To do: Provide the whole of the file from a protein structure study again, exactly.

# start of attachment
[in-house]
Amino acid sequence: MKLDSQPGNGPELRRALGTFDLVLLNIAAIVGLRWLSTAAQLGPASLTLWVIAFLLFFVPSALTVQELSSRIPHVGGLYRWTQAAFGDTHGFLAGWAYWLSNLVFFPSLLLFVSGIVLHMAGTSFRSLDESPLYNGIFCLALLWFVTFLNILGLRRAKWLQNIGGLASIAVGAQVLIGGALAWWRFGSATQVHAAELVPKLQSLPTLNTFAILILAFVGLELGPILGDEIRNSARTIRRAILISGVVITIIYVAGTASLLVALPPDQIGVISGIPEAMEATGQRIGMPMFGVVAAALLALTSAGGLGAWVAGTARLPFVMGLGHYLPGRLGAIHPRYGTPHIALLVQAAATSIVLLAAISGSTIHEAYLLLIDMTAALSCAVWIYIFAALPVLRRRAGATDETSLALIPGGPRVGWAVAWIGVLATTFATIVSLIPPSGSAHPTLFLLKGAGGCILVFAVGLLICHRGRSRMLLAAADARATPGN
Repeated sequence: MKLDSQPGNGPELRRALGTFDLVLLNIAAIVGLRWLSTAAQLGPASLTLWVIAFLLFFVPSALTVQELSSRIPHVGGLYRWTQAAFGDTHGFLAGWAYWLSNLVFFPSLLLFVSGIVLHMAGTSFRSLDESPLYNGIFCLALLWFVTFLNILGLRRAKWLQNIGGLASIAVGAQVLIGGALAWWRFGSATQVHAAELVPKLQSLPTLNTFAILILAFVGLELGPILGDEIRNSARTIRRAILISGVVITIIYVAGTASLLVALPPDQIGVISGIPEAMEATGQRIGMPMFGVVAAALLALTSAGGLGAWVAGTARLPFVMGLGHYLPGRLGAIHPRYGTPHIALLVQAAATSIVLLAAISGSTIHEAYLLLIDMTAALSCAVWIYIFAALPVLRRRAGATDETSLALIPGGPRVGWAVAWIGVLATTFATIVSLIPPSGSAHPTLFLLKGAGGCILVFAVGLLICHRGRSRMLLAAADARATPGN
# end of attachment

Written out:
[in-house]
Amino acid sequence: MKLDSQPGNGPELRRALGTFDLVLLNIAAIVGLRWLSTAAQLGPASLTLWVIAFLLFFVPSALTVQELSSRIPHVGGLYRWTQAAFGDTHGFLAGWAYWLSNLVFFPSLLLFVSGIVLHMAGTSFRSLDESPLYNGIFCLALLWFVTFLNILGLRRAKWLQNIGGLASIAVGAQVLIGGALAWWRFGSATQVHAAELVPKLQSLPTLNTFAILILAFVGLELGPILGDEIRNSARTIRRAILISGVVITIIYVAGTASLLVALPPDQIGVISGIPEAMEATGQRIGMPMFGVVAAALLALTSAGGLGAWVAGTARLPFVMGLGHYLPGRLGAIHPRYGTPHIALLVQAAATSIVLLAAISGSTIHEAYLLLIDMTAALSCAVWIYIFAALPVLRRRAGATDETSLALIPGGPRVGWAVAWIGVLATTFATIVSLIPPSGSAHPTLFLLKGAGGCILVFAVGLLICHRGRSRMLLAAADARATPGN
Repeated sequence: MKLDSQPGNGPELRRALGTFDLVLLNIAAIVGLRWLSTAAQLGPASLTLWVIAFLLFFVPSALTVQELSSRIPHVGGLYRWTQAAFGDTHGFLAGWAYWLSNLVFFPSLLLFVSGIVLHMAGTSFRSLDESPLYNGIFCLALLWFVTFLNILGLRRAKWLQNIGGLASIAVGAQVLIGGALAWWRFGSATQVHAAELVPKLQSLPTLNTFAILILAFVGLELGPILGDEIRNSARTIRRAILISGVVITIIYVAGTASLLVALPPDQIGVISGIPEAMEATGQRIGMPMFGVVAAALLALTSAGGLGAWVAGTARLPFVMGLGHYLPGRLGAIHPRYGTPHIALLVQAAATSIVLLAAISGSTIHEAYLLLIDMTAALSCAVWIYIFAALPVLRRRAGATDETSLALIPGGPRVGWAVAWIGVLATTFATIVSLIPPSGSAHPTLFLLKGAGGCILVFAVGLLICHRGRSRMLLAAADARATPGN